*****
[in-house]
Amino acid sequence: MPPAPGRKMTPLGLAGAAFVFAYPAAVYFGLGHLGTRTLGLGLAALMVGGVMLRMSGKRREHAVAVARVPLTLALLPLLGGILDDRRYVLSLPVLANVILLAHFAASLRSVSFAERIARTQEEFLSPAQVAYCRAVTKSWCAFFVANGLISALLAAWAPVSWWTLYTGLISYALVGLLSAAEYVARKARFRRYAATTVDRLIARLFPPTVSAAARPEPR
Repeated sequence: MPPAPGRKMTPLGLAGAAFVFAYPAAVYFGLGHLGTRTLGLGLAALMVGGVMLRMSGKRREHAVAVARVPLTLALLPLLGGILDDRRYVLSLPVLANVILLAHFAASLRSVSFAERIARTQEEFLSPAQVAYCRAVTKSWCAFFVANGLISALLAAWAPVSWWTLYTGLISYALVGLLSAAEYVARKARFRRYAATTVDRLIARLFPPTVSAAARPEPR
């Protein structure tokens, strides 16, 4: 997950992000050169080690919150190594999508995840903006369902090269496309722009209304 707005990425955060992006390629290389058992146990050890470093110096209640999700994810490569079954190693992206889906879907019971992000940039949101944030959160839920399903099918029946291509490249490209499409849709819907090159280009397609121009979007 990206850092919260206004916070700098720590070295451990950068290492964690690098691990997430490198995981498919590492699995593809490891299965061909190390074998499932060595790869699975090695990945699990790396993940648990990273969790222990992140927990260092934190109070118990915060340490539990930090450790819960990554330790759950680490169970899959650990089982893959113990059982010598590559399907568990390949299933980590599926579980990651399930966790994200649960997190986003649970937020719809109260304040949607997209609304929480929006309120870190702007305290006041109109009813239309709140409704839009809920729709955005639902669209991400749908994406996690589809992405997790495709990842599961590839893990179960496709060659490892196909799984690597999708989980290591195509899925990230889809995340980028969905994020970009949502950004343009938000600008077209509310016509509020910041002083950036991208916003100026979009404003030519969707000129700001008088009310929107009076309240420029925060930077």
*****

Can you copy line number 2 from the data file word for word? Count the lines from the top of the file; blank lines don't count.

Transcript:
Amino acid sequence: MPPAPGRKMTPLGLAGAAFVFAYPAAVYFGLGHLGTRTLGLGLAALMVGGVMLRMSGKRREHAVAVARVPLTLALLPLLGGILDDRRYVLSLPVLANVILLAHFAASLRSVSFAERIARTQEEFLSPAQVAYCRAVTKSWCAFFVANGLISALLAAWAPVSWWTLYTGLISYALVGLLSAAEYVARKARFRRYAATTVDRLIARLFPPTVSAAARPEPR